How did everyone get 2022 mortgage rates so wrong? And what to expect for mortgage rates in 2023.

mortgage rates


I never paid too much attention to mortgage rates until earlier this year if I am being completely honest. I always thought of it as ”it is what it is'' since they’re out of our control.  I would always defer to lenders with anything mortgage related. That is still how I tend to navigate a lot of those conversations, but mortgage markets have become more of a core focus of mine recently. In late 2021/early 2022, I noticed that the vast majority of lenders I spoke to were anticipating rates going no higher than 4%! At the time, I thought this was bizarre because asset prices were overly inflated and showed no signs of easing, and I expected that what was happening to asset prices would eventually happen to everything else. If clients asked me what type of mortgage they should get, I always recommended a 30-year fixed, as opposed to 15-year fixed or an ARM, just because it seemed too good to be true.

I have been hearing a lot of chatter about rates coming down. It is true, rates have been coming down over the past couple months. This is due to strong performance from the 10-year treasury and also mortgage spreads compressing after having been historically wide for all of 2022. To be clear, they still are historically wide today. A lot of people I like and respect are anticipating sub 6% rates before Q2 of 2023, but I am not sure I'm sold on that happening in 2023. Although I can certainly see a path to sub 6% mortgage rates (more on that later), I can also see a situation where the Fed goes against the markets and holds rates higher for longer. Later on, I will talk about why I think there is a decent chance that the Fed doesn’t cut rates through all of 2023. Not what you want to hear, I know.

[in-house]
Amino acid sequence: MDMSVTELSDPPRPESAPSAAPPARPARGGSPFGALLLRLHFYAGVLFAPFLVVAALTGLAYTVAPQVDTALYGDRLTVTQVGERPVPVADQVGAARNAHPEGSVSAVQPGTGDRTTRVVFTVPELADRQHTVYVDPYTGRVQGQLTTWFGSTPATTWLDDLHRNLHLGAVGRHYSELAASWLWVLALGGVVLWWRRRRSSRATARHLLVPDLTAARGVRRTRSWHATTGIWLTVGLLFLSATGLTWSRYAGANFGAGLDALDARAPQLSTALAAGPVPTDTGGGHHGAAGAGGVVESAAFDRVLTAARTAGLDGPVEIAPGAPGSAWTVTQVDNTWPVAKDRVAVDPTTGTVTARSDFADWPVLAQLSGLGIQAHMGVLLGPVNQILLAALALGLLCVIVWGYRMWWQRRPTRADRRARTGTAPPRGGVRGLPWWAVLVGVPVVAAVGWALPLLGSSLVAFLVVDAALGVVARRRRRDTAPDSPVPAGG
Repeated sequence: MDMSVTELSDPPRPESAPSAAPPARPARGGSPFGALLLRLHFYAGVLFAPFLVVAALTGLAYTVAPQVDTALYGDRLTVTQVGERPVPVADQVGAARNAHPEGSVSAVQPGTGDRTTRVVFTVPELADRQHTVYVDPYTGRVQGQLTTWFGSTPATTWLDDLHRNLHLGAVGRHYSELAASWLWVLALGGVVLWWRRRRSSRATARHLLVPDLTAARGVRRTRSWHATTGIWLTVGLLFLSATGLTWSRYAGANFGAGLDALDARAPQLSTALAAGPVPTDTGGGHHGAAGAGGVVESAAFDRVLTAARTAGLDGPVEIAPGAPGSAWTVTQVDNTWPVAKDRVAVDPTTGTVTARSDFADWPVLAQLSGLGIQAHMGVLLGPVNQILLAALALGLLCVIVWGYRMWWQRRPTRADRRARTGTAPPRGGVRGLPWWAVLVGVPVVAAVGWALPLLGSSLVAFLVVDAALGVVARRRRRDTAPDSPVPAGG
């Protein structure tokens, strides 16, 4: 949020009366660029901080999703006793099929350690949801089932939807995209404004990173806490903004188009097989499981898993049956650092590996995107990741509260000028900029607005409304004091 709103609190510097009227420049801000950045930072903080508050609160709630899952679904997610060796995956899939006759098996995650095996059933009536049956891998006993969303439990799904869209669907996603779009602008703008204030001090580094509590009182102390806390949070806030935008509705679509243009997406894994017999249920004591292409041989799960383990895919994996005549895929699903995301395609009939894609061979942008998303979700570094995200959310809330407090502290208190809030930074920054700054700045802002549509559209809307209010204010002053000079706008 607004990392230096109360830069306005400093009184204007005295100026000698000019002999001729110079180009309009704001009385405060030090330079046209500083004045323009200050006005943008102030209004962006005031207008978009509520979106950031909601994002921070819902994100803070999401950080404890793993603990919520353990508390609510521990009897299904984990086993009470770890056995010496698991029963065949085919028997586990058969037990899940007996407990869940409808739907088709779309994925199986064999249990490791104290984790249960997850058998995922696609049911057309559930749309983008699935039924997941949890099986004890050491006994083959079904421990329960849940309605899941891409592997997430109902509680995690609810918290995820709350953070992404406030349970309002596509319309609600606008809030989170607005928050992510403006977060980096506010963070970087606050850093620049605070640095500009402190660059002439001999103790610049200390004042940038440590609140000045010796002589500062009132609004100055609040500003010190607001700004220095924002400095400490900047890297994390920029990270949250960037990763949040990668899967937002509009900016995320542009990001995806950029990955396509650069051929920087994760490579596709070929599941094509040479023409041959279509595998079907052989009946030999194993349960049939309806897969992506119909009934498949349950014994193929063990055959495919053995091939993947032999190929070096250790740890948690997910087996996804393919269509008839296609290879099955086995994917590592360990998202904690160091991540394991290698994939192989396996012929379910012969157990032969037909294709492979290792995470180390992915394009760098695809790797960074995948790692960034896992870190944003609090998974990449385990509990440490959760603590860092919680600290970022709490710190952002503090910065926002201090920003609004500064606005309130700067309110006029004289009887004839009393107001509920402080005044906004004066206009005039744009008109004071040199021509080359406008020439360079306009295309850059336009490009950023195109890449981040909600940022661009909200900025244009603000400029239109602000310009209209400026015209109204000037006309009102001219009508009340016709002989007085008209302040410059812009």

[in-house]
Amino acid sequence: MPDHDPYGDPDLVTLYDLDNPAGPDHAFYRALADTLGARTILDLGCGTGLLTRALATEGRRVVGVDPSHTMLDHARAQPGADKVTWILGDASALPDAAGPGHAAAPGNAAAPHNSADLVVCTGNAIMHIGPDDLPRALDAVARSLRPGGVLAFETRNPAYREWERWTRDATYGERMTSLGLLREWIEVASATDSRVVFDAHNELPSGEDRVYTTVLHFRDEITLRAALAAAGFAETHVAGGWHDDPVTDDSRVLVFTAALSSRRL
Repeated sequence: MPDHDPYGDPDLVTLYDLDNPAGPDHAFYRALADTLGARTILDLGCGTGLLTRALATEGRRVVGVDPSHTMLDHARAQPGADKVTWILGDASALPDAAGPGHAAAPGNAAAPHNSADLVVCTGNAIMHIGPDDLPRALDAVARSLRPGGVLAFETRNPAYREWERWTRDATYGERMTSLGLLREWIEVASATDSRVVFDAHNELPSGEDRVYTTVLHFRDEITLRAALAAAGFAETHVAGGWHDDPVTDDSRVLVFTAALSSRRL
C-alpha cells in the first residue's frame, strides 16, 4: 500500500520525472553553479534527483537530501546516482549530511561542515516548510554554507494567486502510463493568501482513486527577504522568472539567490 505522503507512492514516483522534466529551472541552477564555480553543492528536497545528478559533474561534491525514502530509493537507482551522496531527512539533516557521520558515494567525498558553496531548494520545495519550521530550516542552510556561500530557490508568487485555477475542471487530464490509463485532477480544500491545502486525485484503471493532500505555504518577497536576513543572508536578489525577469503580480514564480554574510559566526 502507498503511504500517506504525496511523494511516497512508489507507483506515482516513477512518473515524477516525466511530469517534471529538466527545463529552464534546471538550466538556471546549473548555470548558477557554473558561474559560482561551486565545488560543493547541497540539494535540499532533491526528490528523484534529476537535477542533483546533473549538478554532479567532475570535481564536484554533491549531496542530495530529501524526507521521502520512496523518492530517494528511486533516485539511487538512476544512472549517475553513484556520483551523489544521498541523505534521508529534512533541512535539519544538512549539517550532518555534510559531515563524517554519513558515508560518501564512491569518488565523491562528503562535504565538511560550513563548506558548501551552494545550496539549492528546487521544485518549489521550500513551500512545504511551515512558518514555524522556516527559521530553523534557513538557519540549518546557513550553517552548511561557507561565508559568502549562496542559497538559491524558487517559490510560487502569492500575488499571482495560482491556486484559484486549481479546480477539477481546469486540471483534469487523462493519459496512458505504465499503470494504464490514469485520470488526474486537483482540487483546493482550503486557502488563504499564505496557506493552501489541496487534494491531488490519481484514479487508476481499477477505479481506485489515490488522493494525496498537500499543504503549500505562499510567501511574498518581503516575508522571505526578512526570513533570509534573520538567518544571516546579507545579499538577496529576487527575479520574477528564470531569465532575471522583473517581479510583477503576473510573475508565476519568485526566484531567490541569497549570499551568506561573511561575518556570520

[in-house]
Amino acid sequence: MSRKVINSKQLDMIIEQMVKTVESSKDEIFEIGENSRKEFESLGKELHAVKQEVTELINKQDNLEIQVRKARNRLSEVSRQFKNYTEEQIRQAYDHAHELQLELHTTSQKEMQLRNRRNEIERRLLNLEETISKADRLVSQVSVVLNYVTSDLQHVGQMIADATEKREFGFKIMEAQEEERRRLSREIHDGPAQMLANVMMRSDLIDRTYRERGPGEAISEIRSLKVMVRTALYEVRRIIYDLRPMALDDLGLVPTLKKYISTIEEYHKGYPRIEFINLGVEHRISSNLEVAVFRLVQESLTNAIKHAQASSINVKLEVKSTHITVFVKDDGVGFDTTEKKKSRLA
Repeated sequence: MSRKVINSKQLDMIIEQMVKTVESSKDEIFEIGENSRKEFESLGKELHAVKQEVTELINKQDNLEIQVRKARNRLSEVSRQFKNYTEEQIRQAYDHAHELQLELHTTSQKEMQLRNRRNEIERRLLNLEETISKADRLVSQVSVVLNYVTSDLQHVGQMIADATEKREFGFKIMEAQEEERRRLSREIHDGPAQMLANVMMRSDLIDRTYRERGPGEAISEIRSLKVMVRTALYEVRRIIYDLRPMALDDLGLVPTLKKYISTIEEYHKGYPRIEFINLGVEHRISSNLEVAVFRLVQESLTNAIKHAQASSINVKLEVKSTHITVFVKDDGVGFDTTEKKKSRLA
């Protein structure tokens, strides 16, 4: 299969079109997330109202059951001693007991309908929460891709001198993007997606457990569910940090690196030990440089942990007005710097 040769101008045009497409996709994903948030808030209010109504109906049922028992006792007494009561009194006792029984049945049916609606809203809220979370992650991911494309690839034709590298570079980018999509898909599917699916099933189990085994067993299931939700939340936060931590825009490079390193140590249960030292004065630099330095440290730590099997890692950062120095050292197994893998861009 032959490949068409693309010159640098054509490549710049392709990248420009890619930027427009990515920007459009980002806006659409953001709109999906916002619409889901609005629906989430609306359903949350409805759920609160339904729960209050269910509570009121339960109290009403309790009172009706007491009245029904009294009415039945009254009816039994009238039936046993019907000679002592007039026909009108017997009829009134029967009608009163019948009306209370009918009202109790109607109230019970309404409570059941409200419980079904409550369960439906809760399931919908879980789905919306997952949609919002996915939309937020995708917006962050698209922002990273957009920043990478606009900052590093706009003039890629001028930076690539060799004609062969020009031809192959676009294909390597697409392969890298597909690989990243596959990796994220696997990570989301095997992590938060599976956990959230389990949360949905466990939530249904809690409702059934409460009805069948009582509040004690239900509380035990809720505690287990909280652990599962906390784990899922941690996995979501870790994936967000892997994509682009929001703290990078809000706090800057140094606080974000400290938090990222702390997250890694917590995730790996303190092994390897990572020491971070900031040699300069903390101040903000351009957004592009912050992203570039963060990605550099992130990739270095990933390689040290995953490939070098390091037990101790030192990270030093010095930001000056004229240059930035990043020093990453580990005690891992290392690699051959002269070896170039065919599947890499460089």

See below chart by Charlie Bilello. Charlie is a RE Macro guy who has an awesome newsletter I subscribe to. Highly recommend subscribing if you are into that kind of stuff, like I am. 

This chart shows fed funds rate hikes dating back to March of ‘22. These are not mortgage rates. The Fed funds rate is actually further removed from mortgage rates than people think. The Fed funds rate influences short term interest rates most directly (think short dated treasuries less than 2 years). But it is the 10-year treasury that is most directly tied to mortgage rates. For example, as of 12/21/22 the Fed funds rate sits at 4.25%-4.5%, but the 10 year treasury note is at 3.665%. This just means that the markets are anticipating lower inflation and lower rates over a 10-year backdrop. Typically, mortgage rates are 1.5%-2% more than the 10-year, so in a normal environment we would expect mortgage rates to be at 5.15%-5.65%.

The terminal fed funds rate (what experts predict will be the highest fed funds rate in a hiking cycle) is now sitting at about 4.85%-5.1%. Powell has been incredibly hawkish and has been indicating to the market, in my opinion, that he has no plans to cut rates in 2023. In other words, he's not thinking about thinking about cutting rates. We've heard that before. Well the bond markets disagree with him and are pricing in rate cuts towards the middle of 2023. The markets are telling Powell that something will happen (could be higher than anticipated disinflation, credit shock, etc.) that will force the Fed to cut rates. But what if Powell is right this time?

To play devil's advocate, I have laid out a couple of paths to sub 6% mortgage rates: 1.) We see further disinflation and possibly deflation in the economy and massive layoffs (RECESSION), which leads the Fed to believe the job has been done and puts them on a path to easing rates. 2.) We see such a huge deflationary shock in credit markets that will also force the Fed to ease rates. In both scenarios, you should see the Fed funds rate come down, 10 year treasury yields come down, then mortgage rates should follow. On top of this, the markets could gain more certainty in that rates must remain lower for longer, which means mortgage spreads can tighten (Mortgage spreads probably tighten more in scenario 1 versus scenario 2). These 2 scenarios combined are actually the consensus opinion: Something deflationary will happen to force the Fed to pivot course.